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|Size:||Length: 2.5 to 3.5 inches (6 to 9 cm)|
|Weight:||0.25 to 0.42 ounces (7 to 12 g)|
|Diet:||Flower nectar and pollen|
|Young:||2 to 4, up to 3 times a year|
|IUCN Status:||No special status|
|Terms:||No special terms|
|Lifespan:||1 to 2 years in the wild|
<![if !supportLists]>· <![endif]>In Australia, honey possums are called “noolbengers.”
<![if !supportLists]>· <![endif]>Opossums are different from possums—opossums are larger and have white faces.
<![if !supportLists]>· <![endif]>Honey possums are only distantly related to possums and do not eat honey.
<![if !supportLists]>· <![endif]>Bats are the only other mammals whose diet consists mainly of nectar.
· The honey possum is the sole species within the family Tarsipedidae.
Honey possums are greyish-brown with yellow to white undersides. They have three longitudinal stripes down their back, and are as small as a mouse Their eyes are large and dark and their tail is long, hairless and prehensile, allowing them to grab branches and hang upside down. They can use their forepaws to grasp flowers. Their snout is long and slender and their tongue is extremely long, enabling them to extract nectar from flowers.
Honey possums live in the open woodlands and shrublands of southwestern Australia. Males have exclusive home ranges of two to three acres, while females have smaller ranges of just over 100 square yards.
They are the only non-flying mammals whose diets consists solely of the nectar and pollen found in flowers, especially the Banksia blossom.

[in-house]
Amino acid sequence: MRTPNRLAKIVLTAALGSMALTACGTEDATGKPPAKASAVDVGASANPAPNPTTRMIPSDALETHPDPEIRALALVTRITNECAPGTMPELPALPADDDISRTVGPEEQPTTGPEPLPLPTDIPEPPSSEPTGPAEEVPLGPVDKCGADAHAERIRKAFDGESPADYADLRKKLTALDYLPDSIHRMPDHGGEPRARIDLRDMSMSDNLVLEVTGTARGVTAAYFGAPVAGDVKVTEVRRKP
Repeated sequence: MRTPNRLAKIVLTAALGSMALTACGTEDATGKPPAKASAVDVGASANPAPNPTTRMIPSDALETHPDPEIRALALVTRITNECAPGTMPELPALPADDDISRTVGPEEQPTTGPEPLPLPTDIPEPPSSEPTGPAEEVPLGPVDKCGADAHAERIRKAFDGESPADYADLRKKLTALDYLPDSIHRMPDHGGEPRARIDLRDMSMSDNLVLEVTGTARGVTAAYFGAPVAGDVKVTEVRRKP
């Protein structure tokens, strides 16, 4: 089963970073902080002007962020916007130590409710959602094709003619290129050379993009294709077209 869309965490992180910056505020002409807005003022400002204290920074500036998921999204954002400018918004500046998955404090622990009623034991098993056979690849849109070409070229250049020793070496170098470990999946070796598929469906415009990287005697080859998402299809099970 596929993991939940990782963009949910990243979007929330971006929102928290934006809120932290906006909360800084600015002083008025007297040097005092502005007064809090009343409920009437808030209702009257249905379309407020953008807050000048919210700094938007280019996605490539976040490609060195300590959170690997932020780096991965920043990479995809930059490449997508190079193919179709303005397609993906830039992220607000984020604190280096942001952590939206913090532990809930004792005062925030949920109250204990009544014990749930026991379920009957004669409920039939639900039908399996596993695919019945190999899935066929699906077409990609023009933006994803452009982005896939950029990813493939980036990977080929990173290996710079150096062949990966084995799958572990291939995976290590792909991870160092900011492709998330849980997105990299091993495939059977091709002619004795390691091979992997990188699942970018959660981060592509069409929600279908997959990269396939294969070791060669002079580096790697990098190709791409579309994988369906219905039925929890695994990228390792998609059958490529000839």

Mating season occurs throughout the year, but the rituals are short. The female allows the male near only long enough to impregnate her. Newborn honey possums are the smallest at birth of all mammals, weighing only two to six milligrams. The mother gives birth to them in an abandoned bird’s nest, and they nurse while in her pouch. Although she is capable of nursing up to four young, honey possums rarely have more than three offspring. They stay there until they reach 1/10 of an ounce (2.8 g), at which point their eyes have opened and they have a full coat of fur. At this time, the mother will leave them in the nest while she forages for food, returning often to feed them. When they are approximately three months of age, they begin to follow their mother out of the nest. By six months, they reach full maturity and have left their mother’s side to head out on their own. The mother gives birth to up to three litters per year and can keep the fertilized eggs dormant, delaying birth until a time when food is abundant.
Honey possums sleep during the day and come out to feed at dusk. In periods of cold weather, honey possums hibernate for the duration of the drop in temperature, letting their body temperature and metabolic rate drop. Groups of honey possums may gather together for warmth during hibernation.
Although honey possums are not a conservation concern at this time, the decrease in Banksia blossom bushes due to urban development may pose a threat to their population in the future.
Honey Possum Wildlife Fact File, IM Pub, US
Vaughan, T., Ryan, J. and Czaplewski, N. (2000). Mammalogy, Fourth Edition. Orlando: Saunders College Publishing